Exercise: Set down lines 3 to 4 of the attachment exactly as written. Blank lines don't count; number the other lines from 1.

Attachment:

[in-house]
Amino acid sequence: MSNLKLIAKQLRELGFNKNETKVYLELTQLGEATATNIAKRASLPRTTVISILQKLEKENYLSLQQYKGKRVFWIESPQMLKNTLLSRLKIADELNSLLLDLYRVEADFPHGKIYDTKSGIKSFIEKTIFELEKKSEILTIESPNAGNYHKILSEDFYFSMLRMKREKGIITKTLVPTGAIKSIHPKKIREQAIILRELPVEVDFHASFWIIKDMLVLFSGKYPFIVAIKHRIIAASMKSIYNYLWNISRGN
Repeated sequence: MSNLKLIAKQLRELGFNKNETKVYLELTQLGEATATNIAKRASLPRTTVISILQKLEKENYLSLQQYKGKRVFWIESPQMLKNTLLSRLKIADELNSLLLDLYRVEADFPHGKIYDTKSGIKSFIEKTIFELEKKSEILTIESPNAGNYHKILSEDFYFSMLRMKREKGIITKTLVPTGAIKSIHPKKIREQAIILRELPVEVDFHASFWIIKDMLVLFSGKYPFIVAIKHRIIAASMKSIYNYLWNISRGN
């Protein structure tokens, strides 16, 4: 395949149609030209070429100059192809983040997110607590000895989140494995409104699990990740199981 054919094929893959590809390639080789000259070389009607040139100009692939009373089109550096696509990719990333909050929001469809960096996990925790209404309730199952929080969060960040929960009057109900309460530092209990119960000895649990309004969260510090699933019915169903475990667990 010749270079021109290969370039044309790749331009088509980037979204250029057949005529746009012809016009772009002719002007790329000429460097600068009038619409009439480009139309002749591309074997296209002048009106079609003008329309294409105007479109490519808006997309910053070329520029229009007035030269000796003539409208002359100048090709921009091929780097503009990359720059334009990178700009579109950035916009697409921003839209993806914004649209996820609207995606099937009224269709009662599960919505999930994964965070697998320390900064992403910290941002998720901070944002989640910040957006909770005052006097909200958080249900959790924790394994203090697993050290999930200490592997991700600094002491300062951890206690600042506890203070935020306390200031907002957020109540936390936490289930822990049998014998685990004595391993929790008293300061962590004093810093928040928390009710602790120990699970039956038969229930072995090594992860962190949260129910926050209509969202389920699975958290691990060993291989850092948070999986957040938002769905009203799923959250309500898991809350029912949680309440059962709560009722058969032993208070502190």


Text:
Repeated sequence: MSNLKLIAKQLRELGFNKNETKVYLELTQLGEATATNIAKRASLPRTTVISILQKLEKENYLSLQQYKGKRVFWIESPQMLKNTLLSRLKIADELNSLLLDLYRVEADFPHGKIYDTKSGIKSFIEKTIFELEKKSEILTIESPNAGNYHKILSEDFYFSMLRMKREKGIITKTLVPTGAIKSIHPKKIREQAIILRELPVEVDFHASFWIIKDMLVLFSGKYPFIVAIKHRIIAASMKSIYNYLWNISRGN
């Protein structure tokens, strides 16, 4: 395949149609030209070429100059192809983040997110607590000895989140494995409104699990990740199981 054919094929893959590809390639080789000259070389009607040139100009692939009373089109550096696509990719990333909050929001469809960096996990925790209404309730199952929080969060960040929960009057109900309460530092209990119960000895649990309004969260510090699933019915169903475990667990 010749270079021109290969370039044309790749331009088509980037979204250029057949005529746009012809016009772009002719002007790329000429460097600068009038619409009439480009139309002749591309074997296209002048009106079609003008329309294409105007479109490519808006997309910053070329520029229009007035030269000796003539409208002359100048090709921009091929780097503009990359720059334009990178700009579109950035916009697409921003839209993806914004649209996820609207995606099937009224269709009662599960919505999930994964965070697998320390900064992403910290941002998720901070944002989640910040957006909770005052006097909200958080249900959790924790394994203090697993050290999930200490592997991700600094002491300062951890206690600042506890203070935020306390200031907002957020109540936390936490289930822990049998014998685990004595391993929790008293300061962590004093810093928040928390009710602790120990699970039956038969229930072995090594992860962190949260129910926050209509969202389920699975958290691990060993291989850092948070999986957040938002769905009203799923959250309500898991809350029912949680309440059962709560009722058969032993208070502190």